This article was enlightening. I had no clue that Elvis Presley had a twin brother. Throughout the article, I kept wondering how different his life would have been if he grew up with a brother beside him. That is so heartbreaking. His early life was very interesting. He must have had a difficult time trying to find himself due to his mother’s hovering, but luckily he found his passion. He truly changed the world with his music and that was his legacy. His brother would have been proud.

  • Jose Chaman

    I had never been very curious to know about Elvis Presley; however, this article caught my attention. I found his early life quite interesting, I was totally unaware that Elvis had a brother who died when he was born, this is really tragic and very sad. However, Elvis will always be remembered as the King of Rock n’ Roll, and thanks to him, today we can enjoy very good music based on the foundations of his legacy.

  • Amanda Uribe

    I never knew much about Elvis and his and his early childhood. It was sad to read that his twin brother was stillborn. I am a twin and I can’t imagine how painful it would be to know that you lost someone you would have been very close to. It was cool to learn about how much he loved music as a child.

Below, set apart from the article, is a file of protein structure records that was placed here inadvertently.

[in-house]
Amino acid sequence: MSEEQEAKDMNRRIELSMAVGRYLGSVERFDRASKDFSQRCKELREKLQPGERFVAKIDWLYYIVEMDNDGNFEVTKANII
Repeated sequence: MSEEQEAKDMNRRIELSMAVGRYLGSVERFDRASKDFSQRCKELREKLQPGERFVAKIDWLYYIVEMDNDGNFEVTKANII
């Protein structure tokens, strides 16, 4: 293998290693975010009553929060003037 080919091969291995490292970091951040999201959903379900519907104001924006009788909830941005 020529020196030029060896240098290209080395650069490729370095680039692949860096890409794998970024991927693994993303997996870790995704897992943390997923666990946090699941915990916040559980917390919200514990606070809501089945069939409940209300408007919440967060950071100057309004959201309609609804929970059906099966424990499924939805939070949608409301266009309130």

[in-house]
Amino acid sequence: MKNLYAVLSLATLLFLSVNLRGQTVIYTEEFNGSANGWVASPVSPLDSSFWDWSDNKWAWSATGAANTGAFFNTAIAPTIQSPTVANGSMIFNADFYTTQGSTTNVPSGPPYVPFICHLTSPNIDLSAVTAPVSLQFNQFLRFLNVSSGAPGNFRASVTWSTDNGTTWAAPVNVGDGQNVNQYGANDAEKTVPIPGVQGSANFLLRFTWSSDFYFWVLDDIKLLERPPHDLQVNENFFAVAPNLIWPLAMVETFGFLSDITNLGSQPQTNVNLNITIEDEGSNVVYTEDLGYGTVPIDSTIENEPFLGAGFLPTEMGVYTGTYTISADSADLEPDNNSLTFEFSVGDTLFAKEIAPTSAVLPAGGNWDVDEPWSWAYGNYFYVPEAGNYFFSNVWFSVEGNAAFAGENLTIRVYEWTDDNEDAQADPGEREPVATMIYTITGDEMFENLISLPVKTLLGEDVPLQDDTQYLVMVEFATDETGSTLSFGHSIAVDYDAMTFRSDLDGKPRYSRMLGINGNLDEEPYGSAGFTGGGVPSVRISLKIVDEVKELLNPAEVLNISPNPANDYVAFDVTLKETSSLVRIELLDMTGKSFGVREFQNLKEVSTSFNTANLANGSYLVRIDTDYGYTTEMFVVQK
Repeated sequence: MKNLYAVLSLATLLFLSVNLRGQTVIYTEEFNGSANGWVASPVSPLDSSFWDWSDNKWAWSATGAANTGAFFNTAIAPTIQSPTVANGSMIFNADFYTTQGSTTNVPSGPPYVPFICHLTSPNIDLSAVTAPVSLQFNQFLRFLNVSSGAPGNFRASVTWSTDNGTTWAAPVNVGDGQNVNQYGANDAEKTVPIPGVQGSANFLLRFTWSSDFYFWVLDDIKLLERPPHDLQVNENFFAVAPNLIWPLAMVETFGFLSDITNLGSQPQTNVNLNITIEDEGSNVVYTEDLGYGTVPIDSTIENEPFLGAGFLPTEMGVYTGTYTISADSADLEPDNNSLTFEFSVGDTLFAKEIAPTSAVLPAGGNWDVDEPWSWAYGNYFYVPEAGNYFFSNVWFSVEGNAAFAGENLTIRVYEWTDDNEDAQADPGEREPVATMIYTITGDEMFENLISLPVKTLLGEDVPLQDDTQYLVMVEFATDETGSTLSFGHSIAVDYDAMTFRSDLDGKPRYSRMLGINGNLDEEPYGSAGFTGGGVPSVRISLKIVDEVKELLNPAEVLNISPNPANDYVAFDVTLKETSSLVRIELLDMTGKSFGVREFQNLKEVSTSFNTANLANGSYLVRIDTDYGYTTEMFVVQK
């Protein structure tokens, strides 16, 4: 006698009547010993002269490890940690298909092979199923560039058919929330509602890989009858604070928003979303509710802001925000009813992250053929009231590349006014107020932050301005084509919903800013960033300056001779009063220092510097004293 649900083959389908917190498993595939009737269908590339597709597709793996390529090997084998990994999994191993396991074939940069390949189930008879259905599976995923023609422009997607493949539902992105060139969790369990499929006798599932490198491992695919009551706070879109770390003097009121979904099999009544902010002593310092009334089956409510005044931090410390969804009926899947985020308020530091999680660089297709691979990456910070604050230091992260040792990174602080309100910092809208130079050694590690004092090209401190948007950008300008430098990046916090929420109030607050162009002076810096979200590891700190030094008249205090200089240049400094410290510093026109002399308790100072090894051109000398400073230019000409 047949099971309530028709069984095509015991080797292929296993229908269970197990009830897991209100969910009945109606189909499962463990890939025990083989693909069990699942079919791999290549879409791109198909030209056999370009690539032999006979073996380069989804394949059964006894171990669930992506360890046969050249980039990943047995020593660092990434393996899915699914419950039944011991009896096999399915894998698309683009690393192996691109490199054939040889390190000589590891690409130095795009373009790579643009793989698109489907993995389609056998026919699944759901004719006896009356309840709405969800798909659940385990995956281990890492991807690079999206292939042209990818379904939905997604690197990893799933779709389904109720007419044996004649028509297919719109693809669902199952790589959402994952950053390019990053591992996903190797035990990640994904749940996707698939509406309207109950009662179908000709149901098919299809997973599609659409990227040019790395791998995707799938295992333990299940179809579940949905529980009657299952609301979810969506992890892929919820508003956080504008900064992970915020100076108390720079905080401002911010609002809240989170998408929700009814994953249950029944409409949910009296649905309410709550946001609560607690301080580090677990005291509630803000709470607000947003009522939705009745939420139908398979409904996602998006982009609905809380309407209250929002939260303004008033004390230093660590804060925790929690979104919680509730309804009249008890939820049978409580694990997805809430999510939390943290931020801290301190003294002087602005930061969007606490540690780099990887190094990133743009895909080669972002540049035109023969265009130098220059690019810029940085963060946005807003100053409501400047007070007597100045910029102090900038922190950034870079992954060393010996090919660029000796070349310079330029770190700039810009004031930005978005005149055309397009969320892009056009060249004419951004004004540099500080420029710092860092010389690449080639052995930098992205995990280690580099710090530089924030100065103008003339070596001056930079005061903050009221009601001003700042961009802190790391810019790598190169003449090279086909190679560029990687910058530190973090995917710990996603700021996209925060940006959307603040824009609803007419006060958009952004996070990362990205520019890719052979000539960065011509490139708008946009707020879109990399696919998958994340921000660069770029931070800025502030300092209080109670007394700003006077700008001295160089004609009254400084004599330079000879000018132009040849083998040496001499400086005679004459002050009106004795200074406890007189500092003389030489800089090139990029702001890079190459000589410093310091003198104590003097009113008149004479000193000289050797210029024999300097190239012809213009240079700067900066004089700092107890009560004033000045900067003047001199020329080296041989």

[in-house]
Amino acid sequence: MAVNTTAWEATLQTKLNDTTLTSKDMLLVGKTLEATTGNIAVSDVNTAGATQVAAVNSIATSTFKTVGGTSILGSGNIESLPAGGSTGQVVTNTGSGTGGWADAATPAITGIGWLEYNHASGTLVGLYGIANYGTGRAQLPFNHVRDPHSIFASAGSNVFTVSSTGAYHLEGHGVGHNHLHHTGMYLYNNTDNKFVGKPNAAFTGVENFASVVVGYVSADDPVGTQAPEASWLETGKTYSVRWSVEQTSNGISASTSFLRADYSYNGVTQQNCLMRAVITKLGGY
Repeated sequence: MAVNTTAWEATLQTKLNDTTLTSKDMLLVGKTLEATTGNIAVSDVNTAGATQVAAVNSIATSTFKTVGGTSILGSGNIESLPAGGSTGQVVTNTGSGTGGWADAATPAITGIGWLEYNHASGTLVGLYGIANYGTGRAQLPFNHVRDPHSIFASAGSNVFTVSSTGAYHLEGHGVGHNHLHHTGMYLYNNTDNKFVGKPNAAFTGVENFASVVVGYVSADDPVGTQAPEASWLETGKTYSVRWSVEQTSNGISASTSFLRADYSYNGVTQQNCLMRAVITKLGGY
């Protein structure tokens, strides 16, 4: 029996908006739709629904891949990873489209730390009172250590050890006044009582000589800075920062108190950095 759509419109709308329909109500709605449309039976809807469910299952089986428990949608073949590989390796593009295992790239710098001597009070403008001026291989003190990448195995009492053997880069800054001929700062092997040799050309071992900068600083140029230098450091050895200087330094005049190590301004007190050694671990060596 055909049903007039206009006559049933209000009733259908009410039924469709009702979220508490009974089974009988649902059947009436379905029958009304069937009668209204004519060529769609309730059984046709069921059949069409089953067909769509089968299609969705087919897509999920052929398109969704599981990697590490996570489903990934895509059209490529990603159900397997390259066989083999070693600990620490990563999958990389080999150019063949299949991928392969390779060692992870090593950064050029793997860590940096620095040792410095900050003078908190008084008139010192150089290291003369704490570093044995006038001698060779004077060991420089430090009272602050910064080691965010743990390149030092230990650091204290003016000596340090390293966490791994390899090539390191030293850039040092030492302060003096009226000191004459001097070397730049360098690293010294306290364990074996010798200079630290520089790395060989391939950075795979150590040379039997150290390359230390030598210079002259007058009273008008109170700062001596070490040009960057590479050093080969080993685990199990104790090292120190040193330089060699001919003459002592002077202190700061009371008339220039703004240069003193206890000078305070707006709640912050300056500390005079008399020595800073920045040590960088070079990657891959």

• Rahni Hingoranee

    I definitely learned more about Elvis Presley as a human being from this article. I had no idea that he was born with a twin. Losing a child at birth is the most devastating thing for a mother and I can only imagine how Elvis and his parents grieved. It is heart-warming to know Elvis visited his brother’s grave regularly. I didn’t know anything about his mostly average early school life until reading this. Even some of the most famous musicians of all time started off as normal people, which is hard to believe. Well-written article.

  • Jacob Silva

    Every time I hear about Elvis Presley, I always have viewed him as this larger than life character, however this article has altered my view as it displayed his personal struggles and how he was able to overcome these challenges and how he wasn’t handed success on a silver platter, rather he had to work hard for it. When I see videos of Elvis he always exuded such confidence that I never would’ve guessed that he was once a very shy and timid, something that a lot of people could relate to.

  • Sebastian Portilla

    This article is prime example how celebrities are just like us. They have emotions and troubles that they experienced. Sometimes celebrities have it harder than us. Elvis was an amazing performer, his music was listened to and loved by everyone in the world. His story gives us a little insight on his music and how we has as an adult. Very creative article. Well written too!

  • Addie Piatz

    Elvis has always been one of my dad’s favorite artists so I grew up listening to him quite often. I love his voice and loved him music. I didn’t know that he was suppose to be a twin and how he unfortunately lost his brother. I also didn’t know that he was a shy kid that did ROTC. I knew he was in the military for sometime but never ROTC. It also kind of surprised me that he wasn’t very good in school. You see these celebrities and I guess you just assume that they’re good in school.